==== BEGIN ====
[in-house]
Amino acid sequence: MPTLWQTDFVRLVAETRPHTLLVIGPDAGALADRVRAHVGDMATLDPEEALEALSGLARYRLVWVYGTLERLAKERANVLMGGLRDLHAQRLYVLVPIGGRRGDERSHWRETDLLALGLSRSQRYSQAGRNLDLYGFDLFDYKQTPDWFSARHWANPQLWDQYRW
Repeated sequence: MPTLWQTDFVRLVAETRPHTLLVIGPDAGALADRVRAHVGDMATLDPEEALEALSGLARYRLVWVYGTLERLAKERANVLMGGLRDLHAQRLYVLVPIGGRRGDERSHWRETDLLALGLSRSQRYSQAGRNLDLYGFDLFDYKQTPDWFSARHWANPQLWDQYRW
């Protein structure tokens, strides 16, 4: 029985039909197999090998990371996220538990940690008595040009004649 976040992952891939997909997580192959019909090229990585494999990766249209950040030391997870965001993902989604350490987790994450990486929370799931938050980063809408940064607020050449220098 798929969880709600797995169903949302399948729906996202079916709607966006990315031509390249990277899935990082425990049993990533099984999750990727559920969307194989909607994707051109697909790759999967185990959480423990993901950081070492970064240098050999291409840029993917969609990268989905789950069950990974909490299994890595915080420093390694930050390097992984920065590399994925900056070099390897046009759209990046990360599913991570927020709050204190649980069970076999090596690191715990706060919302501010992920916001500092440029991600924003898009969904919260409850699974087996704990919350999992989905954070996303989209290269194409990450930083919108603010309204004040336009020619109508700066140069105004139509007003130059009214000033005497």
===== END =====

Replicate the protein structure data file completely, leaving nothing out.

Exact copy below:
[in-house]
Amino acid sequence: MPTLWQTDFVRLVAETRPHTLLVIGPDAGALADRVRAHVGDMATLDPEEALEALSGLARYRLVWVYGTLERLAKERANVLMGGLRDLHAQRLYVLVPIGGRRGDERSHWRETDLLALGLSRSQRYSQAGRNLDLYGFDLFDYKQTPDWFSARHWANPQLWDQYRW
Repeated sequence: MPTLWQTDFVRLVAETRPHTLLVIGPDAGALADRVRAHVGDMATLDPEEALEALSGLARYRLVWVYGTLERLAKERANVLMGGLRDLHAQRLYVLVPIGGRRGDERSHWRETDLLALGLSRSQRYSQAGRNLDLYGFDLFDYKQTPDWFSARHWANPQLWDQYRW
């Protein structure tokens, strides 16, 4: 029985039909197999090998990371996220538990940690008595040009004649 976040992952891939997909997580192959019909090229990585494999990766249209950040030391997870965001993902989604350490987790994450990486929370799931938050980063809408940064607020050449220098 798929969880709600797995169903949302399948729906996202079916709607966006990315031509390249990277899935990082425990049993990533099984999750990727559920969307194989909607994707051109697909790759999967185990959480423990993901950081070492970064240098050999291409840029993917969609990268989905789950069950990974909490299994890595915080420093390694930050390097992984920065590399994925900056070099390897046009759209990046990360599913991570927020709050204190649980069970076999090596690191715990706060919302501010992920916001500092440029991600924003898009969904919260409850699974087996704990919350999992989905954070996303989209290269194409990450930083919108603010309204004040336009020619109508700066140069105004139509007003130059009214000033005497």